Seizure

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Seizure

Forcible possession; a grasping, snatching, or putting in possession.

In Criminal Law, a seizure is the forcible taking of property by a government law enforcement official from a person who is suspected of violating, or is known to have violated, the law. A Search Warrant usually must be presented to the person before his property is seized, unless the circumstances of the seizure justify a warrantless Search and Seizure. For example, the police may seize a pistol in the coat pocket of a person arrested during a Robbery without presenting a warrant because the search and seizure is incident to a lawful arrest. Certain federal and state laws provide for the seizure of particular property that was used in the commission of a crime or that is illegal to possess, such as explosives used in violation of federal law or illegal narcotics.

In the law of civil practice, the term refers to the act performed by an officer of the law under court order when she takes into custody the property of a person against whom a court has rendered a judgment to pay a certain amount of money to another. The property is seized so that it can be sold under the authority of the court to satisfy the judgment. Property can also be seized if a substantial likelihood exists that a defendant is concealing or removing property from the jurisdiction of the court so that in the event a judgment is rendered against her, the property cannot be used to pay the judgment. By attaching or seizing a defendant's property, the court prevents her from perpetrating a Fraud on the courts.

West's Encyclopedia of American Law, edition 2. Copyright 2008 The Gale Group, Inc. All rights reserved.

seizure

n. the taking by law enforcement officers of potential evidence in a criminal case. The constitutional limitations on seizure are the same as for search. Thus, evidence seized without a search warrant or without "probable cause" to believe a crime has been committed and without time to get a search warrant, cannot be admitted in court, nor can evidence traced through the illegal seizure. (See: search and seizure, search warrant, fruit of the poisonous tree)

Copyright © 1981-2005 by Gerald N. Hill and Kathleen T. Hill. All Right reserved.

SEIZURE, practice. The act of taking possession of the property of a person condemned by the judgment of a competent tribunal, to pay a certain sum of money, by a sheriff, constable, or other officer, lawfully authorized thereto, by virtue of an execution, for the purpose of having such property sold according to law to satisfy the judgment. By seizure is also meant the taking possession of goods for a violation of a public law; as the taking possession of a ship for attempting an illicit trade. 2 Cranch, 18 7; 6 Cowen, 404; 4 Wheat. 100; 1 Gallis. 75; 2 Wash. C. C. 127, 567.
     2. The seizure is complete as soon as the goods are within the power of the officer. 3 Rawle's Rep. 401; 16 Johns. Rep. 287; 2 Nott & McCord, 392; 2 Rawle's Rep. 142; Wats. on Sher. 172; Com. Dig. Execution, C 5.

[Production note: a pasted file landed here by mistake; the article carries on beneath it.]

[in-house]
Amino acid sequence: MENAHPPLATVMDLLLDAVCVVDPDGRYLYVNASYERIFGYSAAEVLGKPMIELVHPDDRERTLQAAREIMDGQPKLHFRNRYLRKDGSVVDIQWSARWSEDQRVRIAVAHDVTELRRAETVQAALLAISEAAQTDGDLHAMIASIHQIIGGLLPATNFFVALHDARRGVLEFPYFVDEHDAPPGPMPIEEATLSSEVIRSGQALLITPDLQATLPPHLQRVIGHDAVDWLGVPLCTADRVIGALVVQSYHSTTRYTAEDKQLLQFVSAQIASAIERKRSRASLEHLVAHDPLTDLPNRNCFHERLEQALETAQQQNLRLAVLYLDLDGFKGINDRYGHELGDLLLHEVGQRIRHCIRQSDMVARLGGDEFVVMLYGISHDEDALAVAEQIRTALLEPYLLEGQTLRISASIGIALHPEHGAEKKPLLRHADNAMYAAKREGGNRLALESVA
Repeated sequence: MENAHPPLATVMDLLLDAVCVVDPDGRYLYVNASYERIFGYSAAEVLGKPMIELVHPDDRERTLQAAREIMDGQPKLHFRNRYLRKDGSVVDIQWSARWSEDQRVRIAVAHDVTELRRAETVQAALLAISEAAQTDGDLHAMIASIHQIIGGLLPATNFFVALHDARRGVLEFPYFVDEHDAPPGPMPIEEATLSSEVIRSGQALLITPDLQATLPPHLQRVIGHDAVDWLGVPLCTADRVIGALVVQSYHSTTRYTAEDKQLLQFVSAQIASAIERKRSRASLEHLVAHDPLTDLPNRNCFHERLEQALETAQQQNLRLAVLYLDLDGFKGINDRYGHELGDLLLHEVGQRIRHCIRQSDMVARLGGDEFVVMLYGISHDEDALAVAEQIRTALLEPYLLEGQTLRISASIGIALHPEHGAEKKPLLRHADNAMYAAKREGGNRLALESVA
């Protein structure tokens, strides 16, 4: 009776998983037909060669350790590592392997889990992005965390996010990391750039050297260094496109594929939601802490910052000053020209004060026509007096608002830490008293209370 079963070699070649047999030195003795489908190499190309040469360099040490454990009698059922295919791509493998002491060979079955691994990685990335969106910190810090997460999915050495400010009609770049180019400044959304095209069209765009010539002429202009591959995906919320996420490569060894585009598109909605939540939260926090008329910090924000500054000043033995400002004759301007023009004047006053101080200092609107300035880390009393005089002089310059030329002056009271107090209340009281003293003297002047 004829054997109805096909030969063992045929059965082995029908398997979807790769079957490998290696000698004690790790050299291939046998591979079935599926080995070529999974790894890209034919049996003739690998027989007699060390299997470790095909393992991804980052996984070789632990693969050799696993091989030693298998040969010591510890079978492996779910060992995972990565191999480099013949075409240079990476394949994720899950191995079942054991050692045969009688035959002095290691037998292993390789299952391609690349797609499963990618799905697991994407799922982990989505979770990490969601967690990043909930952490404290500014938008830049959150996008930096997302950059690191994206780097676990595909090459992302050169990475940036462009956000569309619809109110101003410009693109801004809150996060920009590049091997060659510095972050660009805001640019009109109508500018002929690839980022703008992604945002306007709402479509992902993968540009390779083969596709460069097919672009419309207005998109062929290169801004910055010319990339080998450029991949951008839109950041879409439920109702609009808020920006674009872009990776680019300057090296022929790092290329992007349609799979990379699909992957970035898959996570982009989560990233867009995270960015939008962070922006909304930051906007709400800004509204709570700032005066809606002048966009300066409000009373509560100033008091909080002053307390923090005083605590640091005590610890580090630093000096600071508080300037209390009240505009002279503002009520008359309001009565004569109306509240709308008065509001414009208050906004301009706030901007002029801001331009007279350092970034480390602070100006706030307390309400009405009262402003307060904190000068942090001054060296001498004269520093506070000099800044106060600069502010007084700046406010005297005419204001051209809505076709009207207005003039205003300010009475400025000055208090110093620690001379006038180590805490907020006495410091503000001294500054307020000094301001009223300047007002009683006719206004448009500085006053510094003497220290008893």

3. The taking of part of the goods in a house, however, by virtue of a fieri facias in the name of the whole, is a good seizure of all. 8 East, R. 474. As the seizure must be made by virtue of an execution, it is evident that it cannot be made after the return day. 2 Caine's Rep. 243; 4 John. R. 450. Vide Door; House; Search Warrant.

A Law Dictionary, Adapted to the Constitution and Laws of the United States. By John Bouvier. Published 1856.
References in periodicals archive ?
Study population: Participants aged between 18-30 years, registered in the department of Neurology, suffering from PNES or epilepsy was recruited for the purpose.
PNES is an understudied clinical phenomenon, and very few mental health professionals are well-versed in the differential diagnosis of this psychiatric disorder.
This increase in seizure diagnoses in younger Veterans may be related to the higher proportion of PTSD and TBI in the younger population, as mentioned in the "Results" section, which may correlate to increased proportions of PNES. The implementation of telehealth options, including clinical video telehealth and tele-EEG, are key efforts to address efficiency and outreach.
(8) The presentation of patients with PNES may resemble that of patients with dissociative disorder.
Each group reported roughly the same number of stressful events, but the PNES group reported much higher distress levels than the other two groups.
O contexto atual demonstra que a legislacao que visa a protecao dos PNES e muito geral quando abrange a competencia da Uniao e muito especifica quando se reporta aos Municipios.
At basal cognitive assessment, the VMPT learning scores and Stroop test interference time were significantly poorer in the PNES patient group compared with the control group (p=0.023, p=0.026).
The young people who had been diagnosed with PNES were aged 8-18 years and were living with the same parents as their siblings.
Curt LaFrance of the Rhode Island Hospital led the study of three groups of patients-one group with confirmed PNES, one group with ES and one healthy control group.
Psychogenic nonepileptic seizures (PNES) often occur in conjunction with early trauma, dissociative symptoms, and PTSD.
Psychogenic non-epileptic seizures (PNES) are defined as episodes of altered movements, sensations, and behaviours that resemble epileptic seizures but that are not associated with abnormal electrical brain discharges (1,2,3,4).